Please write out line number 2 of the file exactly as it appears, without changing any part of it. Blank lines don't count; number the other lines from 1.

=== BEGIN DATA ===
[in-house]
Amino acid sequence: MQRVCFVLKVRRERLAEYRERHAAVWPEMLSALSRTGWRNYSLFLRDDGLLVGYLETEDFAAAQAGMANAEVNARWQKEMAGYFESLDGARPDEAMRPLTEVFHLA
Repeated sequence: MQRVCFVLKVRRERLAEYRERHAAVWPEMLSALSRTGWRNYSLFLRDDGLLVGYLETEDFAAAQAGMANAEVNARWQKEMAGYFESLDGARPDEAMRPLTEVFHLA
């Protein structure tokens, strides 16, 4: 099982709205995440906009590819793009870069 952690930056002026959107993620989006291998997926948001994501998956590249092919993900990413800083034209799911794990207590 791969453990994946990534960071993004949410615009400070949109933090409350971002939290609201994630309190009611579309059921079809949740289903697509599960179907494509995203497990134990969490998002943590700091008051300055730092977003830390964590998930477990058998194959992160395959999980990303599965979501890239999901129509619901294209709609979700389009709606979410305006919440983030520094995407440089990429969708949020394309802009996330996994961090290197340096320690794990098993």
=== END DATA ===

Amino acid sequence: MQRVCFVLKVRRERLAEYRERHAAVWPEMLSALSRTGWRNYSLFLRDDGLLVGYLETEDFAAAQAGMANAEVNARWQKEMAGYFESLDGARPDEAMRPLTEVFHLA